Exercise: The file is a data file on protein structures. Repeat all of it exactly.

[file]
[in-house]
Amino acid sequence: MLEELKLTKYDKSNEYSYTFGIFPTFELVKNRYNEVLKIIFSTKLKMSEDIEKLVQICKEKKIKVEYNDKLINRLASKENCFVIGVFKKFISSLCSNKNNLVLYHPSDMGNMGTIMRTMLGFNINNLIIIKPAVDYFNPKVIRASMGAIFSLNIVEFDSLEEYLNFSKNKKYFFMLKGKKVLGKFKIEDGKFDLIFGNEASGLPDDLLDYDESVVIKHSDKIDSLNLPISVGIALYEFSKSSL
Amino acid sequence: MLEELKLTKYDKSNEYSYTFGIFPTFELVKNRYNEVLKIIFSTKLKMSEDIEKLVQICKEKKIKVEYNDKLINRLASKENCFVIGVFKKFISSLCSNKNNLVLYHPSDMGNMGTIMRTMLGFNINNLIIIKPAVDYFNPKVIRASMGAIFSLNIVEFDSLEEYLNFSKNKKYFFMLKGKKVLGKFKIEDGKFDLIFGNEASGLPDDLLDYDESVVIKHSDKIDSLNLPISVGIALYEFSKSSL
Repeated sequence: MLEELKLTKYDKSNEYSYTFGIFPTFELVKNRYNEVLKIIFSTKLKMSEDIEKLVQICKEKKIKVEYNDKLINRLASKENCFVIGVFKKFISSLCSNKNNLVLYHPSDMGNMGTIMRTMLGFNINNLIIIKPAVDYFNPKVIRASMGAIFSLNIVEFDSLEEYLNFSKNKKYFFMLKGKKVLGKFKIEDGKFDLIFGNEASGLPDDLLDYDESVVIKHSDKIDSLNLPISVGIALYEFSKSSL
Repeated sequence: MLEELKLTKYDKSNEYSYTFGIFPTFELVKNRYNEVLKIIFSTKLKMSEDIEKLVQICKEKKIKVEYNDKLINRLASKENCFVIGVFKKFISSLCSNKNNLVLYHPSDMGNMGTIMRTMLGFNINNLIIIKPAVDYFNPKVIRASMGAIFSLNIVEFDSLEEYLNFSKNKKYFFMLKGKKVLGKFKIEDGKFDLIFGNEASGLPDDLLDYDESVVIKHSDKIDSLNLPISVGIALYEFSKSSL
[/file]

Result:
[in-house]
Amino acid sequence: MLEELKLTKYDKSNEYSYTFGIFPTFELVKNRYNEVLKIIFSTKLKMSEDIEKLVQICKEKKIKVEYNDKLINRLASKENCFVIGVFKKFISSLCSNKNNLVLYHPSDMGNMGTIMRTMLGFNINNLIIIKPAVDYFNPKVIRASMGAIFSLNIVEFDSLEEYLNFSKNKKYFFMLKGKKVLGKFKIEDGKFDLIFGNEASGLPDDLLDYDESVVIKHSDKIDSLNLPISVGIALYEFSKSSL
Amino acid sequence: MLEELKLTKYDKSNEYSYTFGIFPTFELVKNRYNEVLKIIFSTKLKMSEDIEKLVQICKEKKIKVEYNDKLINRLASKENCFVIGVFKKFISSLCSNKNNLVLYHPSDMGNMGTIMRTMLGFNINNLIIIKPAVDYFNPKVIRASMGAIFSLNIVEFDSLEEYLNFSKNKKYFFMLKGKKVLGKFKIEDGKFDLIFGNEASGLPDDLLDYDESVVIKHSDKIDSLNLPISVGIALYEFSKSSL
Repeated sequence: MLEELKLTKYDKSNEYSYTFGIFPTFELVKNRYNEVLKIIFSTKLKMSEDIEKLVQICKEKKIKVEYNDKLINRLASKENCFVIGVFKKFISSLCSNKNNLVLYHPSDMGNMGTIMRTMLGFNINNLIIIKPAVDYFNPKVIRASMGAIFSLNIVEFDSLEEYLNFSKNKKYFFMLKGKKVLGKFKIEDGKFDLIFGNEASGLPDDLLDYDESVVIKHSDKIDSLNLPISVGIALYEFSKSSL
Repeated sequence: MLEELKLTKYDKSNEYSYTFGIFPTFELVKNRYNEVLKIIFSTKLKMSEDIEKLVQICKEKKIKVEYNDKLINRLASKENCFVIGVFKKFISSLCSNKNNLVLYHPSDMGNMGTIMRTMLGFNINNLIIIKPAVDYFNPKVIRASMGAIFSLNIVEFDSLEEYLNFSKNKKYFFMLKGKKVLGKFKIEDGKFDLIFGNEASGLPDDLLDYDESVVIKHSDKIDSLNLPISVGIALYEFSKSSL